Online Extra: Komatsu Digs Itself Out of a Hole

If a customer doesn't pay, explains the bulldozer maker's president, Masahiro Sakane, we can disable the machines remotely
The BusinessWeek 50

After 42 years at the world's second-largest maker of construction equipment, what Komatsu President Masahiro Sakane doesn't know about dump trucks, excavators, and bulldozers probably isn't worth knowing. Despite that nuts-and-bolts knowhow, it's Komatsu's sky-high profits that are winning the 64-year-old plaudits from shareholders. After posting a net loss of $710 million in 2002, his outfit's earnings have risen rapidly.

Komatsu has managed to hitch its fortunes to China's surging growth engine -- and recover 70% of its investment there -- at the same time it nurtures its existing business in mature markets such as the U.S.

The company now expects operating margins in its core construction and mining equipment division to reach 9.7% -- on a par with rival Caterpillar (CAT ). BusinessWeek Tokyo correspondent Ian Rowley spoke recently with Sakane about Komatsu's growth plans. Edited excerpts of their conversation follow.

How important are emerging markets in Asia?

While we are worldwide No. 2 behind Caterpillar, we have the No. 1 market share Asia. This is our strength. Demand in the region increased 2.4 times between 2001 and 2005 and our market share has grown.

What about your business in mainland China?

China is also doing much better than we expected. In April, the Chinese government said it would restrict growth in four sectors -- real estate, steel, cement, and aluminum -- which all relate to our business. I expected business to be affected for 12 or 18 months, but 6 months later it's already rebounded. Now, I believe the annual growth rate of our business in China will be 50%-60% until 2007.

How are you coping with emerging market risk?

Certainly there are risks and the biggest risks are in China because of the [potentially unstable] political regime. However, we're not manufacturing key components there, and we've also already recovered 70% of our investment in China. In that sense, I wouldn't think it's a major risk.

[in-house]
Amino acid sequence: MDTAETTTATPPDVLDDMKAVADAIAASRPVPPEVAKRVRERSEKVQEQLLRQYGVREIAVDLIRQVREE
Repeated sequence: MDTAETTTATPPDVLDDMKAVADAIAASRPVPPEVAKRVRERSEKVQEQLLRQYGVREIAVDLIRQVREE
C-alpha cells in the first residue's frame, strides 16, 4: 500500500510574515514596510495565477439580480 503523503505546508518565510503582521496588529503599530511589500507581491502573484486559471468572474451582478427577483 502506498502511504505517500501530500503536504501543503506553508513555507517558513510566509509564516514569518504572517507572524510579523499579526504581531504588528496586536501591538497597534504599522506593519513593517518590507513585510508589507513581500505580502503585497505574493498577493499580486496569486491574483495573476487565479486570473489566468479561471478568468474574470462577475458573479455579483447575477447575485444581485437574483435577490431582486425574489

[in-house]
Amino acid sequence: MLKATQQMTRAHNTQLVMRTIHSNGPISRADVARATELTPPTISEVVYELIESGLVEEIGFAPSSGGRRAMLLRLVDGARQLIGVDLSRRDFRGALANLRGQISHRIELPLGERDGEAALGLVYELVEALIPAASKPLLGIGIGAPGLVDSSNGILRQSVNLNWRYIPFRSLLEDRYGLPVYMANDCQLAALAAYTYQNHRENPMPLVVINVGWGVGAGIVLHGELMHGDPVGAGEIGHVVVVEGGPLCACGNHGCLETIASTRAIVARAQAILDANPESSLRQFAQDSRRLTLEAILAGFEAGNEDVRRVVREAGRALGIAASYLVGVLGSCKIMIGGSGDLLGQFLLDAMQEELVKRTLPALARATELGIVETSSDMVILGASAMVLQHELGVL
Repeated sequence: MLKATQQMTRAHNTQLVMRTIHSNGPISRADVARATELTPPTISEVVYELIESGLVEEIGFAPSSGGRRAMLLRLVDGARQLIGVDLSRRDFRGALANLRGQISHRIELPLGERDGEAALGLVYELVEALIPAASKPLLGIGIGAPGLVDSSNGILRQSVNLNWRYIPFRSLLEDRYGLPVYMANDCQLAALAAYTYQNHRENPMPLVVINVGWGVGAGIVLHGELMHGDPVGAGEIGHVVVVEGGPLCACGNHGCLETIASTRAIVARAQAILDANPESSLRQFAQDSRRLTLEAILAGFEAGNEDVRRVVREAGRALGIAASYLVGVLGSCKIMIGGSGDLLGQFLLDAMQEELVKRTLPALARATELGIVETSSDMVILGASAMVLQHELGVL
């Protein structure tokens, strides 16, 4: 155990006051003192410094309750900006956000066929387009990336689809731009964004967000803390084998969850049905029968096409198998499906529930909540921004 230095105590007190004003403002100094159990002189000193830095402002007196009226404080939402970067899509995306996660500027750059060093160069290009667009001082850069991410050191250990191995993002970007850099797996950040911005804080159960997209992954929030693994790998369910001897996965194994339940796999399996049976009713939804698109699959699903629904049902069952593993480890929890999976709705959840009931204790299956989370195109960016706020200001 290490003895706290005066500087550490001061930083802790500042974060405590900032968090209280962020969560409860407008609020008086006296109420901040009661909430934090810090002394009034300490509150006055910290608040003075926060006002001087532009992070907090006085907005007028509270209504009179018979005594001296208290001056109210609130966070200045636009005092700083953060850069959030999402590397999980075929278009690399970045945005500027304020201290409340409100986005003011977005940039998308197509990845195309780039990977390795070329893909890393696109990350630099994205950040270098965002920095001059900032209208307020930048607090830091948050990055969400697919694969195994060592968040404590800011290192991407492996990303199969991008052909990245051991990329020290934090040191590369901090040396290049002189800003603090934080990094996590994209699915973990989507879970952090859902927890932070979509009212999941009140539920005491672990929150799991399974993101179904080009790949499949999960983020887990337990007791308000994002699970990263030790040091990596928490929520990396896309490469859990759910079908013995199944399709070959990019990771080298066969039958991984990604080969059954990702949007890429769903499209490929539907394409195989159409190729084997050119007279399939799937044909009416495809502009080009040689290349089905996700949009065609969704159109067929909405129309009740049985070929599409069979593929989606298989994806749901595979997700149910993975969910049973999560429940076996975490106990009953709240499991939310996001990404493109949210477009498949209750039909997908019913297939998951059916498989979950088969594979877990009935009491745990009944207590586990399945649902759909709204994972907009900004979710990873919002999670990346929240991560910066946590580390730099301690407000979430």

How does China stack up against the U.S.?

It's often said that we're solely benefiting from our China business but it's not really true. China was only 4% of sales last year. Brazil, Russia, India, and China plus South Africa [or BRICS markets] account for 11% of our total business in the construction-and-mining equipment segment. That is smaller than the U.S, which is 20% of our sales. However, that suggests to me that the BRICS markets have a lot more potential. I think they will be bigger than the US by 2010.

How do you measure productivity in China?

We're installing GPS [global positioning systems] on machines sold in China. Now we can monitor how many hours each machine is working. When the Chinese government made announcements affecting the economy, we decided to close a plant in China for three months. Other manufacturers all increased their inventories [relative to Komatsu]. Because of the inevitable cyclical factors in our industry, we have to try to understand movements faster than our competitors. Another benefit is that if a customer doesn't pay on time...we can disable the machines remotely. Now, almost everyone pays.

How are higher oil prices affecting Komatsu?

We tend to do well when the oil price rises. That's because countries with natural resources gain foreign currency and they then invest in road construction, irrigation, and other infrastructure.

Can Komatsu overtake Caterpillar?

I would like to catch up with Caterpillar businesswise and sizewise. However, they're currently 1.7 times our size, and that's a big difference.

    Before it's here, it's on the Bloomberg Terminal.